There did not seem to be any animosity over this arrangement. Bahamians made money midday when the blazing beach was least hospitable then enjoyed the cooling breeze of late afternoon free of intruders. A few expats and people like me who had not arrived on cruise ships wandered around or swam alone unnoticed.

       At The Daily Grind Internet CafĂ© across from the beach good food was served with a smile. Teddy (the owner) and his employees greeted guests with genuine big-hearted warmth. I enjoyed conversations at the coffee shop. A former school teacher now cab driver, the maintenance man, people who worked the beach scene and of course the owner who is also an artist. 
    I rarely walk the same way twice and never remember what pocket I shove things in. Time in the Bahamas altered my loner habits. The Daily Grind staff made me welcome as a regular, a first for someone who moves around often enough to be taken for a fugitive.

     On the street both men and women greeted passersby with, “Hello beautiful”. Lost downtown I pulled an abrupt about face and crashed into a woman on the sidewalk. She accepted my apology with one of those big Bahamian smiles and said, “No problem, where are you trying to go?” then showed me the way. And with one hand on my arm and a wink she said, “Hon, we’re used to tourists, enjoy your day”. Exceptional kindness simply rocked my world.
     My last days in The Bahamas I asked if I could photograph the people I met to remember the joy a smile brings. Remarkably nobody refused.  
  
catherinebuchanan.com

 


Friday, May 13, 2016

Hawaii's Wild Kingdom



     Hiking in Hawaii and the South Pacific I’ve seen the odd wild pig, but rarely and in small numbers. Recently on Kauai we pulled over to watch no less that one hundred wild pigs milling around in a field. Polynesian wild pigs have a distinct silhouette with a bristly ruff along their spine. The piglets come in a variety of spots, solids and stripes. The herd politely ignored us. Some lay calmly in the grass while mynah birds cleaned their hides. After taking a few pictures the woman who lives in this unique wild kingdom walked to the fence to talk with us. Turns out six pigs showed up initially then over the years increased in numbers. Late afternoon feeding time brought a variety of critters to the table. Doves waited patiently on the lawn in great numbers, horses plodded over, roosters and chickens strutted boldly among the trotting pigs, cats sat on fences and dogs oversaw herding whether or not it was necessary. There was a moment when animals filled more space than the landscape. The estate is a no-kill nature preserve with great care invested in the animal’s well-being. The creatures live side by side with rare squabbles and tourists stop along the road to share a moment of astonished wonder. Harming or teasing the animals is strictly not allowed. The location is a travel challenge.
Hint: Look toward the mountains while driving on Kauai north of Kapaa. 


           

Sunday, April 10, 2016

Gratitful for the Gift of Ideas



     Ideas come to mind, which is an apt description. They arrive from an energetic atmosphere in a flash of inspiration. Ego readily takes credit, but that might be a mistake. Credit is important from a marketing stand point in this run-out-of-money-doomed-to starve world, but there are reasons not to focus too much on outcome. Soliciting compliments is a red flag that ego crept in the back door. A healthy ego is self-protective when necessary, but can let go of slights that are not truly threatening. Becoming a name brand might happen naturally, but can be a self-limiting as a goal. Ideas are always available, but time to act on them is not.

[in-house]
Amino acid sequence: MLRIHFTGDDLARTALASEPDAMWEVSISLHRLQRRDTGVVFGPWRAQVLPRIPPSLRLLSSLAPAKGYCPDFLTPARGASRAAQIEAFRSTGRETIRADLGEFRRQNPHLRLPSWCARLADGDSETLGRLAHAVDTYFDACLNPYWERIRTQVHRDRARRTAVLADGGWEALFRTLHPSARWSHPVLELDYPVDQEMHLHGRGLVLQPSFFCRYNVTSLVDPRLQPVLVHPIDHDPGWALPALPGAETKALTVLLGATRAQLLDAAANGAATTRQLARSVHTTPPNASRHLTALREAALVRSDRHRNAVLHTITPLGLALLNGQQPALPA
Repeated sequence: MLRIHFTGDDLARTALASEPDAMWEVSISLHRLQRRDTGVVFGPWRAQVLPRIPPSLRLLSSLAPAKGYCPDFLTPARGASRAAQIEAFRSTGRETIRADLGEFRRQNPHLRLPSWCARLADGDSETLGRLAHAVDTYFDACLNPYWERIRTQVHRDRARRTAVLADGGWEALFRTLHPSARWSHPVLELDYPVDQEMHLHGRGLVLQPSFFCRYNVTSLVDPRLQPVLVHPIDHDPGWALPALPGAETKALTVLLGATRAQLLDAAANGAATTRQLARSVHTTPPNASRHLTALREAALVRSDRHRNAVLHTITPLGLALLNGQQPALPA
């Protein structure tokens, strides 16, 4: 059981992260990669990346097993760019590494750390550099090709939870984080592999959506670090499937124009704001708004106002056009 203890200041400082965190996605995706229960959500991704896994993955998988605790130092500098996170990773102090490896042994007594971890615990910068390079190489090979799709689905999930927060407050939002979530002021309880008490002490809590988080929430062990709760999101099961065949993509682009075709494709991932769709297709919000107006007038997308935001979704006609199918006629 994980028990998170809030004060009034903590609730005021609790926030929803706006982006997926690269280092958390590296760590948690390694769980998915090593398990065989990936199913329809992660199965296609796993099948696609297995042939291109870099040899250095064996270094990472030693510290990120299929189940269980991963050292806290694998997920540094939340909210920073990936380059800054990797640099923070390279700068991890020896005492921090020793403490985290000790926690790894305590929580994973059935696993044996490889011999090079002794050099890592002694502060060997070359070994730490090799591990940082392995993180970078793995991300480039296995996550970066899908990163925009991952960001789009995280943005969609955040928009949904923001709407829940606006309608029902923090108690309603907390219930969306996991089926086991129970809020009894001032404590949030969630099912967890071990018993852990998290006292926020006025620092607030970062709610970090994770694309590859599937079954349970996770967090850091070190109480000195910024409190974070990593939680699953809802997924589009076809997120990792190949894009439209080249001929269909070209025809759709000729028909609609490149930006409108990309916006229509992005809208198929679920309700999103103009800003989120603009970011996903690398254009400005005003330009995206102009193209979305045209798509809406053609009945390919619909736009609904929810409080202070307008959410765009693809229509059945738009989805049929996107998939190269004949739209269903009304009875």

Almost anything can be used as an excuse to set the brushes down and life offers continual distractions, some fun, some horrible. While some paintings are ethereal joy to create others are as fun as leg cramps. Some take too long, the paint doesn’t flow and motivation stagnates. Being stubborn and dogged helps. Cantankerous brush throwing fits are best kept secret and lapses in confidence are like constipation. Nobody really wants those details.

     Living alone or together require the same expenditure of emotional fortitude and problem solving, although in different ways. Being coupled is an opportunity to master compromise. Living alone is a chance to develop confidence through independence. Artistic work originates in spite of life’s challenges, rarely because of them in my experience. Channels of inspiration are easily blocked by bitterness and resentment, with endless opportunity to focus on drama. Sadly those voices can be louder than the whisper of creativity, but our job is to tune out disagreeable thoughts and listen more carefully.  

     I stepped away from a collaborative art project for awhile because the unfathomable labyrinth of marketing and sales took so much of my time. My painting and business partner enjoyed that part of the project, but I did not. I longed to paint while staring at a computer screen. Business is best left to people who are good at it. Fortunately we preserved our friendship and The Buddha Project 100 is ongoing. More paintings will follow and I believe they will have a life regardless of my lack of business acumen. Ideas show up more readily when there is time for them. Acknowledgement and financial reward are extraordinary results when they happen, although I find that peace of mind and equanimity are more often experienced when they are the first priority.    
  

2016 Amity 
48 x 68"
acrylic on canvas